Vigna angularis (PROSEA)
Vigna angularis (Willd.) Ohwi & Ohashi
- Protologue: Jap. Journ. Bot. 44: 29 (1969).
- Family: Leguminosae
- Chromosome number: 2n= 22
- Phaseolus angularis (Willd.) W.F. Wight (1909).
- Adzuki bean (En)
- haricot adzuki (Fr).
Origin and geographic distribution
Adzuki bean is probably a native of Japan, but has long been established in China and Sarawak. It is not known in the wild. It has been cultivated for long in Japan, Korea, Manchuria, India and neighbouring areas of South Asia, and has been introduced to Hawaii, southern USA, Angola, Zaire, Kenya, Thailand, New Zealand and South America.
The dried pulse is used as a human food, either cooked whole or made into a meal used in soups, cakes or confections. Sprouted beans are used as a vegetable. Beans may be popped like corn, used as a coffee substitute or eaten candied. The crop is also grown for forage and green manure. Flour is also used for shampoos and to make facial cream. In China the beans are used to treat diseases like kidney trouble, constipation, abcesses, certain tumors, threatened miscarriage, retained placenta and nonsecretion of milk. The leaves are said to lower fever and the sprouts treat threatened abortion caused by injury.
Production and international trade
No data for the global production of adzuki bean are available. Adzuki bean and adzuki bean flour are both important items of trade on oriental markets. China, Korea, Colombia and Thailand are the main exporters. Japan is the main producer (1970/74: average 123 000 t/year) and consumer (1970/74: average 27 875 t/year), where it is second to soyabean and commands highest prices.
Per 100 g edible portion dry seeds contain: water 10.8 g, protein 19.9 g, fat 0.6 g, carbohydrates 64.4 g, fibre 7.8 g, ash 4.3 g. The energetic value averages 1411 kJ/100 g. Seed weight varies between 10 and 20 g/100 seeds.
- An annual herb, usually bushy and erect, 25-90 cm tall, sometimes slightly vining or prostrate. Roots with many nodules.
- Leaves trifoliolate; leaflets ovate, usually entire, 5-9 cm long.
- Inflorescence axillary, short, with 6-12 clustered flowers.
- Flowers bright yellow. Pods cylindrical, 6-12.5 cm x 0.5 cm, straw coloured, blackish or brown, 6-14 seeded.
- Seed cylindrical to cordate, rounded-four-sided to subtrapeziform or rectangular with rounded ends, 5-7.5 mm x 4-5.5 mm, smooth, wine red, occasionally buff, creamish, black or mottled.
The seeds retain their viability for over 2 years. Germination is hypogeal. The growth period is 60-120 days. More than 60 cultivars have been recorded, differing in time of maturity, colour of seed and plant habit. Cross-pollination between cultivars is frequent. The distinction of var. angularis for the cultivated plants and var. nipponensis (Ohwi) Ohwi & Ohashi for the primitive (wild?) plants is artificial.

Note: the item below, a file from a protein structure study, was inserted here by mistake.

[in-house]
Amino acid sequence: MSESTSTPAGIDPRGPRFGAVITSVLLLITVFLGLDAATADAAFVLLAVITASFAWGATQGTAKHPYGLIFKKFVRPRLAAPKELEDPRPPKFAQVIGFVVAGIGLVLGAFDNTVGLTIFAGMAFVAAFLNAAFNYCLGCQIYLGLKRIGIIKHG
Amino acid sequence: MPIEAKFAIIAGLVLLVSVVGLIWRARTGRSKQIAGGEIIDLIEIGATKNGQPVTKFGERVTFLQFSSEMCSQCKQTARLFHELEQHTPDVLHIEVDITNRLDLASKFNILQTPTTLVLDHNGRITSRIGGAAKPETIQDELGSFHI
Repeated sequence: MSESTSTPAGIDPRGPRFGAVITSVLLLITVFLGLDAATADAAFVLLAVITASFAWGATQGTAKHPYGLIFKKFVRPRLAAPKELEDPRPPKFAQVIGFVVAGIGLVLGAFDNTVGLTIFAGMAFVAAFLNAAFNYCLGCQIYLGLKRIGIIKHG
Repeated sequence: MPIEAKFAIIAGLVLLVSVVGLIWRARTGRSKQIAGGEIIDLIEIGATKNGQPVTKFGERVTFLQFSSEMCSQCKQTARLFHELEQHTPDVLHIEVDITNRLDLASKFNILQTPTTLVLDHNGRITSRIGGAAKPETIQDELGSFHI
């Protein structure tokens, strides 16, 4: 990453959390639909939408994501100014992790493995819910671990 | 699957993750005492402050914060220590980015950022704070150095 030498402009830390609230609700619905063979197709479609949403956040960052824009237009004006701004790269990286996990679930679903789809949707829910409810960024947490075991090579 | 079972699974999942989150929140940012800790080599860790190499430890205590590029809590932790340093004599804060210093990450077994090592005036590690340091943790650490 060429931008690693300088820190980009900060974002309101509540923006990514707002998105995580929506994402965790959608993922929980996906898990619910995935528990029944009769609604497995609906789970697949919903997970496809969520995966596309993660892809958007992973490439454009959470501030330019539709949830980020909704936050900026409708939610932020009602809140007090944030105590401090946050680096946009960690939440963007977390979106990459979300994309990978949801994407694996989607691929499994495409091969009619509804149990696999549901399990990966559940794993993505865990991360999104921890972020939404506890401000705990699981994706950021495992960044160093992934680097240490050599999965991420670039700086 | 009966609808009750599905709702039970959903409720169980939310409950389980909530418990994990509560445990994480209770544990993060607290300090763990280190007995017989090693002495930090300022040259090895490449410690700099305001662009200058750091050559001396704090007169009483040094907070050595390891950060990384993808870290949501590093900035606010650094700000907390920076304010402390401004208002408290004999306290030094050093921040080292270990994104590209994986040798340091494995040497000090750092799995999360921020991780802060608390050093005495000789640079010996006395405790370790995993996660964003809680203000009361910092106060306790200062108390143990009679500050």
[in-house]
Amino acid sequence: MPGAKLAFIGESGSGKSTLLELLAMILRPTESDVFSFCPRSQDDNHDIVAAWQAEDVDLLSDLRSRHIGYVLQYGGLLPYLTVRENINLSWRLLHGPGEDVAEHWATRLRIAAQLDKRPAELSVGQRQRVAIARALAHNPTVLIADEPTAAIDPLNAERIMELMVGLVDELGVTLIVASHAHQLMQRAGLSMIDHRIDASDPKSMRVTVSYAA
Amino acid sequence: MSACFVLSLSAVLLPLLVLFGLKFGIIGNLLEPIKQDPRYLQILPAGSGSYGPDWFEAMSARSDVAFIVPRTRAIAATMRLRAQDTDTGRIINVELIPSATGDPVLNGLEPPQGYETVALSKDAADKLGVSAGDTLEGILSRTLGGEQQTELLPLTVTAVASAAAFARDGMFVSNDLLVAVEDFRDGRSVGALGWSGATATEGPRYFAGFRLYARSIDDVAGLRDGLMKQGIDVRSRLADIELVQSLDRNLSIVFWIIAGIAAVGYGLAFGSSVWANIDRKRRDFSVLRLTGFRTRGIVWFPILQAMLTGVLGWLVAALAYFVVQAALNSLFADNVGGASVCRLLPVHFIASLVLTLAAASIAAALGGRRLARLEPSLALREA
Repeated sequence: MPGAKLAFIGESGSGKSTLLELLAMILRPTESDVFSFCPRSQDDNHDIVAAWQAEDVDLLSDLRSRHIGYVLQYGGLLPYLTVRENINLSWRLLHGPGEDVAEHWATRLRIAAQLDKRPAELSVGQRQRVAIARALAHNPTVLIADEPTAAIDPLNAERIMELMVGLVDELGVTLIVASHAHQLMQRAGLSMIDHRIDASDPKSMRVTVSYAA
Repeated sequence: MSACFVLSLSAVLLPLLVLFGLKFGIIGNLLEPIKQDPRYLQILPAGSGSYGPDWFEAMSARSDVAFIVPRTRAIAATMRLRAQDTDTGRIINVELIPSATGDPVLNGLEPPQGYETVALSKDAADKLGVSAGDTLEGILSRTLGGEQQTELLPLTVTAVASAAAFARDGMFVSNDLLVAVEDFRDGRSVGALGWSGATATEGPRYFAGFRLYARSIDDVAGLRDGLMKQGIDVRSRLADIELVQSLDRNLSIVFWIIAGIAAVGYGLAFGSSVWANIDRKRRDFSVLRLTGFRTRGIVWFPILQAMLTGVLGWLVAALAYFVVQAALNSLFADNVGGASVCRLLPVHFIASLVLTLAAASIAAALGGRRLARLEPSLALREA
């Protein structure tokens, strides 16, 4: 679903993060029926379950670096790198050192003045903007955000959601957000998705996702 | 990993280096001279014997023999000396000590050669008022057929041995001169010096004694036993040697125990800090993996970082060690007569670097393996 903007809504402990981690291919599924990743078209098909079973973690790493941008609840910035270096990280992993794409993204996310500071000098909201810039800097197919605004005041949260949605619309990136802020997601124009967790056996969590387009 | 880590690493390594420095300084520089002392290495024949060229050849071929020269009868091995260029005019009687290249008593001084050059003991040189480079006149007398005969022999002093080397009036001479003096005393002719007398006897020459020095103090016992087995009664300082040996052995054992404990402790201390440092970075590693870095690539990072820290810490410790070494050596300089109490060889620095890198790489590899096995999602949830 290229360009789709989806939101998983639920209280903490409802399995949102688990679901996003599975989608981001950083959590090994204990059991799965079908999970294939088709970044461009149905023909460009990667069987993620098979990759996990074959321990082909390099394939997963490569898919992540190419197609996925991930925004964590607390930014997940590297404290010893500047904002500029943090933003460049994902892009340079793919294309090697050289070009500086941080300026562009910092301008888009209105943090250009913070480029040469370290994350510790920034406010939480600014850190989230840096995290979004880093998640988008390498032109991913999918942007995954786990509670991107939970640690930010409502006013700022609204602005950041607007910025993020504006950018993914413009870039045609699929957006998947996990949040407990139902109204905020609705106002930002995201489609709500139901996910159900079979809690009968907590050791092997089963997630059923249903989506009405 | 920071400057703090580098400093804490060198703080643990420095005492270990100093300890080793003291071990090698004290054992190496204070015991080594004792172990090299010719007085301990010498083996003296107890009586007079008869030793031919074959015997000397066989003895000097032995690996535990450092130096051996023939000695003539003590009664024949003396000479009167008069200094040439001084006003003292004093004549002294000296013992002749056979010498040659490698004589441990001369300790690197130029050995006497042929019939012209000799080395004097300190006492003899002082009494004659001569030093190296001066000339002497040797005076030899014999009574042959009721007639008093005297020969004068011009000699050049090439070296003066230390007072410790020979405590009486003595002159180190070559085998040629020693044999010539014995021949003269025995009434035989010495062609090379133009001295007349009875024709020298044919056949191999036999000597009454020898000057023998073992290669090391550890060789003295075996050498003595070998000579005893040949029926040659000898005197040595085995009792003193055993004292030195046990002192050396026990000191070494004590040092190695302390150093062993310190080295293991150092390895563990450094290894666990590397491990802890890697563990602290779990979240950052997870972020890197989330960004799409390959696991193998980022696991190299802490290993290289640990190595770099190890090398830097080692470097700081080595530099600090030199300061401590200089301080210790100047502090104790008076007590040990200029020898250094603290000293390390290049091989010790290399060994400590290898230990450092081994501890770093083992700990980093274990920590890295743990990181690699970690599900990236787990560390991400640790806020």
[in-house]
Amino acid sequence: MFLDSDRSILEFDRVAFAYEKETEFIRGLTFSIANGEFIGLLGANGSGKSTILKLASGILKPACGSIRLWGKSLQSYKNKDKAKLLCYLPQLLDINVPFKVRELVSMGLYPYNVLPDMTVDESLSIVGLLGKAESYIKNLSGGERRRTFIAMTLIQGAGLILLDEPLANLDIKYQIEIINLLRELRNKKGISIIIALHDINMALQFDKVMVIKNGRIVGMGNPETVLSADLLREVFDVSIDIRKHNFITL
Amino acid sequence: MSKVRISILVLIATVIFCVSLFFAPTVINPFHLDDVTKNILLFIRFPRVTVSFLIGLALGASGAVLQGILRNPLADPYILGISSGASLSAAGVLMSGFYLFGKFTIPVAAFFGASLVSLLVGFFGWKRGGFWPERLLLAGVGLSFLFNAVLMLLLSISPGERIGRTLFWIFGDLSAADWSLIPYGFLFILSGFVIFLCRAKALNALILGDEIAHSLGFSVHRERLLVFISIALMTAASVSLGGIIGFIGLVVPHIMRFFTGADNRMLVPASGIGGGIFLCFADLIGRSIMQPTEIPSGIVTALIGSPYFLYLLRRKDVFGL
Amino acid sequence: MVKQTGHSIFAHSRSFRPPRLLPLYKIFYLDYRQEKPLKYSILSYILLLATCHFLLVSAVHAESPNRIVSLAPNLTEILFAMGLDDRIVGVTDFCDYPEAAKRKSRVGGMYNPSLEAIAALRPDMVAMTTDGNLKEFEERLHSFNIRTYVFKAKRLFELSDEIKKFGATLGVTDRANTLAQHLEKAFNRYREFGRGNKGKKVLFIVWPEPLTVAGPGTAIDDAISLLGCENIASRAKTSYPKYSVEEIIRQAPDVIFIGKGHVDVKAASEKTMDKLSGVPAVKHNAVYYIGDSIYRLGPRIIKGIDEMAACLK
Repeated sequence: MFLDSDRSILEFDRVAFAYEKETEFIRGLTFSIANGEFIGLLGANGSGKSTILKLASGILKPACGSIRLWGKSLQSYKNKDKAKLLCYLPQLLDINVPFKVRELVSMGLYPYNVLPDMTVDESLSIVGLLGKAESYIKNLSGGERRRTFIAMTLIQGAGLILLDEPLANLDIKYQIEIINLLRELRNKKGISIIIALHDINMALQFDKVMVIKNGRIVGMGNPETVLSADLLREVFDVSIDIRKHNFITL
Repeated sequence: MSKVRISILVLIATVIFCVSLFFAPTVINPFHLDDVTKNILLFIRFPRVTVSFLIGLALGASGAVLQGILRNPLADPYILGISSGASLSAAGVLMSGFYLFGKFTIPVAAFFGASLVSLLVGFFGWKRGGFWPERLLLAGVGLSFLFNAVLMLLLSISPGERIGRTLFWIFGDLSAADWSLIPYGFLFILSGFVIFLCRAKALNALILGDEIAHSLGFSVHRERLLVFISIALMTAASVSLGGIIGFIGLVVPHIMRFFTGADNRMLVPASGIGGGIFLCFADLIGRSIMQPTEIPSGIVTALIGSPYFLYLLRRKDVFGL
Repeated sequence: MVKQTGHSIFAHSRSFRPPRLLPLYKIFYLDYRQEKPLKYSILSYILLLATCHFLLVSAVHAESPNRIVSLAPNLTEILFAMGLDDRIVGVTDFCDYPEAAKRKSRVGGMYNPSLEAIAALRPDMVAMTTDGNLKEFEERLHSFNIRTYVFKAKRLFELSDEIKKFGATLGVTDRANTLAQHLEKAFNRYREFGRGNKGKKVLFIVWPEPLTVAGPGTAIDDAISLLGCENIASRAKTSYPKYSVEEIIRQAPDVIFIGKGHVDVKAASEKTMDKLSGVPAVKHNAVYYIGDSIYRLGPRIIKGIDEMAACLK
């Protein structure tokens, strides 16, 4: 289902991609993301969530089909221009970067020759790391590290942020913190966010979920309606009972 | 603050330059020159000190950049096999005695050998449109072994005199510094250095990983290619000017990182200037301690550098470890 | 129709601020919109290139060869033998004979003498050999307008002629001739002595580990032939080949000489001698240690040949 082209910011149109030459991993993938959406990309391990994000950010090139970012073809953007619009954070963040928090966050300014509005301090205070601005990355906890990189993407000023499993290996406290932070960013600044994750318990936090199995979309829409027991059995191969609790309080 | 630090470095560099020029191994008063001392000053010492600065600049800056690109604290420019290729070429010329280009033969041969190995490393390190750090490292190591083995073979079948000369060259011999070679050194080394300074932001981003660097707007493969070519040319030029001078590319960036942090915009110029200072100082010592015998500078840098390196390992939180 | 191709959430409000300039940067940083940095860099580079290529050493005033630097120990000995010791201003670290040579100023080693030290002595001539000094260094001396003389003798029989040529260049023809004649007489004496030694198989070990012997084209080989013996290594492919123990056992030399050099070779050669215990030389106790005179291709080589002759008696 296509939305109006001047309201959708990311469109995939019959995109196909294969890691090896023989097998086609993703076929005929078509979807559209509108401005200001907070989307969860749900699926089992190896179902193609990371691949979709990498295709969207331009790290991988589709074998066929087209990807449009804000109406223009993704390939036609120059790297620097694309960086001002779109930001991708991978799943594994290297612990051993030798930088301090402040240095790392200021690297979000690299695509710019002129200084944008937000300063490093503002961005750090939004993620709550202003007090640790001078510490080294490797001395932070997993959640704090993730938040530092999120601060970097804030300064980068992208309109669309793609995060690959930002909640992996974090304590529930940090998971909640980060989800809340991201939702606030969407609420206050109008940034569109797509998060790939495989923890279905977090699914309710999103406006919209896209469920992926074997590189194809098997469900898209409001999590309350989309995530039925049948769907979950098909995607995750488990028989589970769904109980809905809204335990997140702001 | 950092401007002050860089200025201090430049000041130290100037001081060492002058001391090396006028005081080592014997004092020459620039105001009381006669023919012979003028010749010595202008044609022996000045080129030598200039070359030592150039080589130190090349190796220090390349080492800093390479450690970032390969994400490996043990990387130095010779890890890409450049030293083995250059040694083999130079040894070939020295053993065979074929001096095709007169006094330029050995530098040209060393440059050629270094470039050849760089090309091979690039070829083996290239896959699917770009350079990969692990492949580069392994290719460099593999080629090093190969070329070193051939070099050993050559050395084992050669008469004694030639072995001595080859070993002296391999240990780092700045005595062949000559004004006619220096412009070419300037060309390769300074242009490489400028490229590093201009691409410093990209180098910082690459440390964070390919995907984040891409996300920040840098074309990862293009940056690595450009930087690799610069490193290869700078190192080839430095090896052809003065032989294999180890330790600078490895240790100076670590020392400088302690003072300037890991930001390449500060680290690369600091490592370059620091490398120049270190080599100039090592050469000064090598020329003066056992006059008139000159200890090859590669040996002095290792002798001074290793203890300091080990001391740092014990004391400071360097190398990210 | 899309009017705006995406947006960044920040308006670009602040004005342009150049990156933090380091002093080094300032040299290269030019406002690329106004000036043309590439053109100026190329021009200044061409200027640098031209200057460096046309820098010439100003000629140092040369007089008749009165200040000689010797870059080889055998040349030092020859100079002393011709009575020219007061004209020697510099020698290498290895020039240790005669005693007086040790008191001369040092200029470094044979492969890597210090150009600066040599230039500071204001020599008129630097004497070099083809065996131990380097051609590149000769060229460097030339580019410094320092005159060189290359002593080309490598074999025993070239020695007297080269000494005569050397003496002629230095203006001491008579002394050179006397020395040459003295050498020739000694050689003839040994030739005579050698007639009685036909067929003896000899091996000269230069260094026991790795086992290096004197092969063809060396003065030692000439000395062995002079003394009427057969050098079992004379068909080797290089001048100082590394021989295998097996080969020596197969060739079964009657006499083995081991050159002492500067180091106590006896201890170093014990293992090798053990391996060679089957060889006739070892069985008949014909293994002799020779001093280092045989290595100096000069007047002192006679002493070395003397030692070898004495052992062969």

Adzuki bean requires soil temperatures above 16 °C for germination and 15-30 °C for good growth. The crop tolerates annual precipitation of 530-1730 mm, an annual mean temperature of 8-30 °C and a pH of 5-7.5. Adzuki bean is a quantitative short-day plant.
Propagation is by seed. Seed is sown 2.5 cm deep in rows 60-90 cm apart, plants 30 cm apart. Seeding rates vary from 8 to 30 kg/ha. In Japan adzuki beans are cultivated in rotation with rice grown in rows. Elsewhere the seed is sown directly in the rice stubble at a high rate, reducing the weed problem. In Japan several insect pests, like the adzuki pod worm, the Japanese butter bean borer and cutworms attack the crop. Several fungi and bacteria are known to cause diseases in adzuki bean: bacterial blight, leaf spot, leaf blotch, rust. Bean weevil, Callosobruchus chinensis, can attack the seed during storage. In general the pods do not shatter readily: the crop can be harvested with a mower or bean harvester. Some pods are very thin and in wet conditions seed may germinate in the pods. For hay, adzuki bean should be cut when the pods are about half mature. For seed, cutting is done when all pods are mature. Seed yields can vary between 90-2500 kg/ha. In Taiwan it is 1450 kg/ha, in Japan 1900 kg/ha, in Kenya 500-600 kg/ha, in New Zealand 1340-2240 kg/ha.
Genetic resources and breeding
Unknown in the wild, germplasm of adzuki beans has to be collected from the regions of cultivation in India, China and Japan. In Japan breeding has resulted in several high yielding cultivars, like 'Benidainagon', 'Chungjupat', 'Hatsune chouzou' and 'Erimo-shozu'.
Adzuki bean is a suitable crop for the subtropics and the high altitude tropics. Although it is a valuable pulse the potential of adzuki bean as an anti-erosion crop should not be overlooked. Its tolerance to drought, frost, heat and virus diseases makes it an interesting crop, deserving more attention.
- Duke, J.A., 1981. Handbook of legumes of world economic importance. Plenum Press, New York and London. p. 288-291.
- Sacks, F.M., 1977. A literature review of Ph. angularis - the adzuki bean. Econ. Bot. 31 (1): 9-15.
- C.C.C.M. van Oers